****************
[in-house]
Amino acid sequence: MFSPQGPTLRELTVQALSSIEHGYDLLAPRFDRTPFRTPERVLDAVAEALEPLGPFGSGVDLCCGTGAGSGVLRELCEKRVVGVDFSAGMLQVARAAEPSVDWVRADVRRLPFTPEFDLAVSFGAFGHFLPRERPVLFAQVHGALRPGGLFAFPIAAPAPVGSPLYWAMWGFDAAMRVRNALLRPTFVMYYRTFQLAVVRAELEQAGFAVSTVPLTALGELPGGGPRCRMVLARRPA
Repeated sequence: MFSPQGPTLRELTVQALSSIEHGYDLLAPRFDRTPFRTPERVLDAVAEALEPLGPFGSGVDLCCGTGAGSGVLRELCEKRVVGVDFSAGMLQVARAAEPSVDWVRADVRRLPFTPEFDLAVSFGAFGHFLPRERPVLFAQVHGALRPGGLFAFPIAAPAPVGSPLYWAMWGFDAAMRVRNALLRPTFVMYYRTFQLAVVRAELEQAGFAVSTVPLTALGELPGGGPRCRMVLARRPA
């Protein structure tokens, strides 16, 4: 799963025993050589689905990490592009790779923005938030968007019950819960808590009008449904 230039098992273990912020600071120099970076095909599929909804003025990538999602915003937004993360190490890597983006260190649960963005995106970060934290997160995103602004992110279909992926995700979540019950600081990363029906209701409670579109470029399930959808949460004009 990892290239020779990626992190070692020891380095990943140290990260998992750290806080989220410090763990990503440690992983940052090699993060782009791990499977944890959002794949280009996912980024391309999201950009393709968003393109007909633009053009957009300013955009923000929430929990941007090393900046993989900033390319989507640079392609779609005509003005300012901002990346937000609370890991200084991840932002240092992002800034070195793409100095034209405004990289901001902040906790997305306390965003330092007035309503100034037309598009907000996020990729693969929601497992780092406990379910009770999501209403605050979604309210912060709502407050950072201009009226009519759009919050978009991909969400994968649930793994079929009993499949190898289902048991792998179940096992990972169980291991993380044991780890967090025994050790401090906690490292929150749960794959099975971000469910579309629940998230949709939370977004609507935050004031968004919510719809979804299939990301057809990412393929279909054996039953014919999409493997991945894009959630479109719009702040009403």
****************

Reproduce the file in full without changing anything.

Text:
[in-house]
Amino acid sequence: MFSPQGPTLRELTVQALSSIEHGYDLLAPRFDRTPFRTPERVLDAVAEALEPLGPFGSGVDLCCGTGAGSGVLRELCEKRVVGVDFSAGMLQVARAAEPSVDWVRADVRRLPFTPEFDLAVSFGAFGHFLPRERPVLFAQVHGALRPGGLFAFPIAAPAPVGSPLYWAMWGFDAAMRVRNALLRPTFVMYYRTFQLAVVRAELEQAGFAVSTVPLTALGELPGGGPRCRMVLARRPA
Repeated sequence: MFSPQGPTLRELTVQALSSIEHGYDLLAPRFDRTPFRTPERVLDAVAEALEPLGPFGSGVDLCCGTGAGSGVLRELCEKRVVGVDFSAGMLQVARAAEPSVDWVRADVRRLPFTPEFDLAVSFGAFGHFLPRERPVLFAQVHGALRPGGLFAFPIAAPAPVGSPLYWAMWGFDAAMRVRNALLRPTFVMYYRTFQLAVVRAELEQAGFAVSTVPLTALGELPGGGPRCRMVLARRPA
């Protein structure tokens, strides 16, 4: 799963025993050589689905990490592009790779923005938030968007019950819960808590009008449904 230039098992273990912020600071120099970076095909599929909804003025990538999602915003937004993360190490890597983006260190649960963005995106970060934290997160995103602004992110279909992926995700979540019950600081990363029906209701409670579109470029399930959808949460004009 990892290239020779990626992190070692020891380095990943140290990260998992750290806080989220410090763990990503440690992983940052090699993060782009791990499977944890959002794949280009996912980024391309999201950009393709968003393109007909633009053009957009300013955009923000929430929990941007090393900046993989900033390319989507640079392609779609005509003005300012901002990346937000609370890991200084991840932002240092992002800034070195793409100095034209405004990289901001902040906790997305306390965003330092007035309503100034037309598009907000996020990729693969929601497992780092406990379910009770999501209403605050979604309210912060709502407050950072201009009226009519759009919050978009991909969400994968649930793994079929009993499949190898289902048991792998179940096992990972169980291991993380044991780890967090025994050790401090906690490292929150749960794959099975971000469910579309629940998230949709939370977004609507935050004031968004919510719809979804299939990301057809990412393929279909054996039953014919999409493997991945894009959630479109719009702040009403």